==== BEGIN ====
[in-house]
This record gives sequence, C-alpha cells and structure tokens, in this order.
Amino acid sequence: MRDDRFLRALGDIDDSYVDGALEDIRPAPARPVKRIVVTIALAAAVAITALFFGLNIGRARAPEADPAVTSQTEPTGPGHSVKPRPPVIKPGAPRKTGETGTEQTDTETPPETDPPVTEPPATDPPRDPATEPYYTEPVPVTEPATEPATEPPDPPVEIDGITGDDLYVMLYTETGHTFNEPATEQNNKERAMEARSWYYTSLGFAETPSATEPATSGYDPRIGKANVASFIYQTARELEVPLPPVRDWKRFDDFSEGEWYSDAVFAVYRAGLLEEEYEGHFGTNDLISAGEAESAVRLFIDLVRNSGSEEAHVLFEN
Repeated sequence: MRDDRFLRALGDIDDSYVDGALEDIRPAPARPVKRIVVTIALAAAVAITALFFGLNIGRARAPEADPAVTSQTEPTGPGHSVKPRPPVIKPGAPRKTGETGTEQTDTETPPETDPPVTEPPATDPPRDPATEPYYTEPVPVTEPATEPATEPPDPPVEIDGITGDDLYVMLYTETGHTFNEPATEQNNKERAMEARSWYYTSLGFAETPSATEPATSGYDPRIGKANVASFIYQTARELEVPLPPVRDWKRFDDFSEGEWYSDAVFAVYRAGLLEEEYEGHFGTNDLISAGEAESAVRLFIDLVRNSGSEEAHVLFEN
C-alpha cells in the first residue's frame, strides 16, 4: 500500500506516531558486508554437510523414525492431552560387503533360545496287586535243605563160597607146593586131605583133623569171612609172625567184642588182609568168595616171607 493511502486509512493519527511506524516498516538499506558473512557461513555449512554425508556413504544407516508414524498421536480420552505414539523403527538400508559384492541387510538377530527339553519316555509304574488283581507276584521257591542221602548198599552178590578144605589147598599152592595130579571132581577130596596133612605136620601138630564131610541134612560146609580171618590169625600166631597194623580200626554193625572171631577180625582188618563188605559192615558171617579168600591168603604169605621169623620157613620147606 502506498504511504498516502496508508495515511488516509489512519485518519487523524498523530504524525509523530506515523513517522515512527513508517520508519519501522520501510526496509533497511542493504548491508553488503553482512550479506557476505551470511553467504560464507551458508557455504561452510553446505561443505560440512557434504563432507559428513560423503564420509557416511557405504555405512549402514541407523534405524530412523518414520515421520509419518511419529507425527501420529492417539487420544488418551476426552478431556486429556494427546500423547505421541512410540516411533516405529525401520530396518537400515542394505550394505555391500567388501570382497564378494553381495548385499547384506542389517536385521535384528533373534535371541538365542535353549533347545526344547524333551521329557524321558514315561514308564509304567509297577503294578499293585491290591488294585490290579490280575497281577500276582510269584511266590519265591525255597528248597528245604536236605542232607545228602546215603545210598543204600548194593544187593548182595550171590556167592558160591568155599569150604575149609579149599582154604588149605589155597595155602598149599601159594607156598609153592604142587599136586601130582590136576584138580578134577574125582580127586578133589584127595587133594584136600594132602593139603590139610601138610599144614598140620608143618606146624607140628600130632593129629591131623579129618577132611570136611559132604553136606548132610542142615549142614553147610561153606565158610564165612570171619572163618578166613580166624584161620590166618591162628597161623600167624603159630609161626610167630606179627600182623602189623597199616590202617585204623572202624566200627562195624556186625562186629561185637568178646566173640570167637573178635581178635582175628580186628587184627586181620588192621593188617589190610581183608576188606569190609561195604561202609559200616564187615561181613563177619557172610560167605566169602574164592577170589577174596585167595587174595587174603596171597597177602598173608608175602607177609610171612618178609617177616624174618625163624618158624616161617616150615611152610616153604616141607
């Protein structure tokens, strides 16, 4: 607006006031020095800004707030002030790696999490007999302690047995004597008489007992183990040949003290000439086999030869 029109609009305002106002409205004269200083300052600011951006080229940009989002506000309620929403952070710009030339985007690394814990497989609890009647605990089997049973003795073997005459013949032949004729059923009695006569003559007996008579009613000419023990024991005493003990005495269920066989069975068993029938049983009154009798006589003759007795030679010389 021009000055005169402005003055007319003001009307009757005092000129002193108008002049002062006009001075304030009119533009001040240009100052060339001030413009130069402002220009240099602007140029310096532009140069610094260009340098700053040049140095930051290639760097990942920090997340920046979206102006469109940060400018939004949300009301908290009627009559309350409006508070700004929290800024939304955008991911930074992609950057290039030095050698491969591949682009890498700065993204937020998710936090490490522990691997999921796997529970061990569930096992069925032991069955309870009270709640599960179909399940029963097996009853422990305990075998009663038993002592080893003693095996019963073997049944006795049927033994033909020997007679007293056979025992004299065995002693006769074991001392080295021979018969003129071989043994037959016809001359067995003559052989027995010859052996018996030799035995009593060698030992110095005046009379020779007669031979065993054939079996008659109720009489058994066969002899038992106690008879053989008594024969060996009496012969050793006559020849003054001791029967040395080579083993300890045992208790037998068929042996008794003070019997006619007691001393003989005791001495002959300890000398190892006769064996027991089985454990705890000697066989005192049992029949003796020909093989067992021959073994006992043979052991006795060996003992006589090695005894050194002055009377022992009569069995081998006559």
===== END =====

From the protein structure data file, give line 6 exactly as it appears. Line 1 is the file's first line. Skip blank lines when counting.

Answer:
């Protein structure tokens, strides 16, 4: 607006006031020095800004707030002030790696999490007999302690047995004597008489007992183990040949003290000439086999030869 029109609009305002106002409205004269200083300052600011951006080229940009989002506000309620929403952070710009030339985007690394814990497989609890009647605990089997049973003795073997005459013949032949004729059923009695006569003559007996008579009613000419023990024991005493003990005495269920066989069975068993029938049983009154009798006589003759007795030679010389 021009000055005169402005003055007319003001009307009757005092000129002193108008002049002062006009001075304030009119533009001040240009100052060339001030413009130069402002220009240099602007140029310096532009140069610094260009340098700053040049140095930051290639760097990942920090997340920046979206102006469109940060400018939004949300009301908290009627009559309350409006508070700004929290800024939304955008991911930074992609950057290039030095050698491969591949682009890498700065993204937020998710936090490490522990691997999921796997529970061990569930096992069925032991069955309870009270709640599960179909399940029963097996009853422990305990075998009663038993002592080893003693095996019963073997049944006795049927033994033909020997007679007293056979025992004299065995002693006769074991001392080295021979018969003129071989043994037959016809001359067995003559052989027995010859052996018996030799035995009593060698030992110095005046009379020779007669031979065993054939079996008659109720009489058994066969002899038992106690008879053989008594024969060996009496012969050793006559020849003054001791029967040395080579083993300890045992208790037998068929042996008794003070019997006619007691001393003989005791001495002959300890000398190892006769064996027991089985454990705890000697066989005192049992029949003796020909093989067992021959073994006992043979052991006795060996003992006589090695005894050194002055009377022992009569069995081998006559």